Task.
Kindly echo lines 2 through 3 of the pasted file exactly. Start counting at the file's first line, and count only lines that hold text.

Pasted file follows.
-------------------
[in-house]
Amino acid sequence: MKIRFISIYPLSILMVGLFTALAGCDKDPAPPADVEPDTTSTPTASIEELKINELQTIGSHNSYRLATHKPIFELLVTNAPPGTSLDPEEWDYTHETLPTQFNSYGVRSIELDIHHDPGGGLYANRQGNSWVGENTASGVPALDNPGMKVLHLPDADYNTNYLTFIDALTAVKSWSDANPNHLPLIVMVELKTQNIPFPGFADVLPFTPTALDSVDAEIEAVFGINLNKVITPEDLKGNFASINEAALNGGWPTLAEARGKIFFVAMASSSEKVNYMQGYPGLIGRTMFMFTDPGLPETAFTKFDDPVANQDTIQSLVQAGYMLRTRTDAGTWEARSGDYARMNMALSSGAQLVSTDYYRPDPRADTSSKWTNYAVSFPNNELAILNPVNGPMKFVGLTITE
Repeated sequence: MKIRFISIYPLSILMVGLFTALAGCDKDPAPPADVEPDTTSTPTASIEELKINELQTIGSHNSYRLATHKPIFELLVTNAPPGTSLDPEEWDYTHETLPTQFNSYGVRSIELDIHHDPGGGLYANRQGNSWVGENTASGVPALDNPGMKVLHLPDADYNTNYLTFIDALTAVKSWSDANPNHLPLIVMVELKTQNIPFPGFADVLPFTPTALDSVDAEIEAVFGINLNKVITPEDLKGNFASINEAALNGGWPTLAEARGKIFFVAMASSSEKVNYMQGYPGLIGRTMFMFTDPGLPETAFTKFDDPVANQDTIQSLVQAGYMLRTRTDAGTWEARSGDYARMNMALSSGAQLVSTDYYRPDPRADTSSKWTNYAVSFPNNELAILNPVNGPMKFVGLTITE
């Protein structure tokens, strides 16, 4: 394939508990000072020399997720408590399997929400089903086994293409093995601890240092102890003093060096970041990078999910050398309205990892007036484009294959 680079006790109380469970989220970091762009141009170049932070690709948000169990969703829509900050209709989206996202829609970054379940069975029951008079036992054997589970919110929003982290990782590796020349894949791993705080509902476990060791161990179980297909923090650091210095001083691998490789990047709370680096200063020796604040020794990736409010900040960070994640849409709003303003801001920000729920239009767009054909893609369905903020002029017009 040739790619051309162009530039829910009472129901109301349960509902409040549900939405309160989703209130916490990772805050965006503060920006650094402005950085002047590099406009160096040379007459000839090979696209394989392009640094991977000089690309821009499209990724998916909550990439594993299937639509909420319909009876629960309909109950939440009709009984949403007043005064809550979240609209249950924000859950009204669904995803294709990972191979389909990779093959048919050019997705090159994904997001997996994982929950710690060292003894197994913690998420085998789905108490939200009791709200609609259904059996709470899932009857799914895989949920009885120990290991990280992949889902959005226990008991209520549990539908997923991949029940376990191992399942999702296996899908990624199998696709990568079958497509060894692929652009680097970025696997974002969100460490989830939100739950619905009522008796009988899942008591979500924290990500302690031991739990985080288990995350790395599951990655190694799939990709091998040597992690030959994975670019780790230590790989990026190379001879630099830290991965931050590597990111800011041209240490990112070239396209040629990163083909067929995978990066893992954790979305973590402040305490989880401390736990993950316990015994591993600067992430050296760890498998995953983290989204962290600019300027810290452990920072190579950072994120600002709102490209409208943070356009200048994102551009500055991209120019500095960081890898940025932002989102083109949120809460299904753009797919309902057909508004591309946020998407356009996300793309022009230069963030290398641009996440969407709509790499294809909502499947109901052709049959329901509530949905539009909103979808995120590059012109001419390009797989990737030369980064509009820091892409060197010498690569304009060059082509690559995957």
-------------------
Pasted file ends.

Amino acid sequence: MKIRFISIYPLSILMVGLFTALAGCDKDPAPPADVEPDTTSTPTASIEELKINELQTIGSHNSYRLATHKPIFELLVTNAPPGTSLDPEEWDYTHETLPTQFNSYGVRSIELDIHHDPGGGLYANRQGNSWVGENTASGVPALDNPGMKVLHLPDADYNTNYLTFIDALTAVKSWSDANPNHLPLIVMVELKTQNIPFPGFADVLPFTPTALDSVDAEIEAVFGINLNKVITPEDLKGNFASINEAALNGGWPTLAEARGKIFFVAMASSSEKVNYMQGYPGLIGRTMFMFTDPGLPETAFTKFDDPVANQDTIQSLVQAGYMLRTRTDAGTWEARSGDYARMNMALSSGAQLVSTDYYRPDPRADTSSKWTNYAVSFPNNELAILNPVNGPMKFVGLTITE
Repeated sequence: MKIRFISIYPLSILMVGLFTALAGCDKDPAPPADVEPDTTSTPTASIEELKINELQTIGSHNSYRLATHKPIFELLVTNAPPGTSLDPEEWDYTHETLPTQFNSYGVRSIELDIHHDPGGGLYANRQGNSWVGENTASGVPALDNPGMKVLHLPDADYNTNYLTFIDALTAVKSWSDANPNHLPLIVMVELKTQNIPFPGFADVLPFTPTALDSVDAEIEAVFGINLNKVITPEDLKGNFASINEAALNGGWPTLAEARGKIFFVAMASSSEKVNYMQGYPGLIGRTMFMFTDPGLPETAFTKFDDPVANQDTIQSLVQAGYMLRTRTDAGTWEARSGDYARMNMALSSGAQLVSTDYYRPDPRADTSSKWTNYAVSFPNNELAILNPVNGPMKFVGLTITE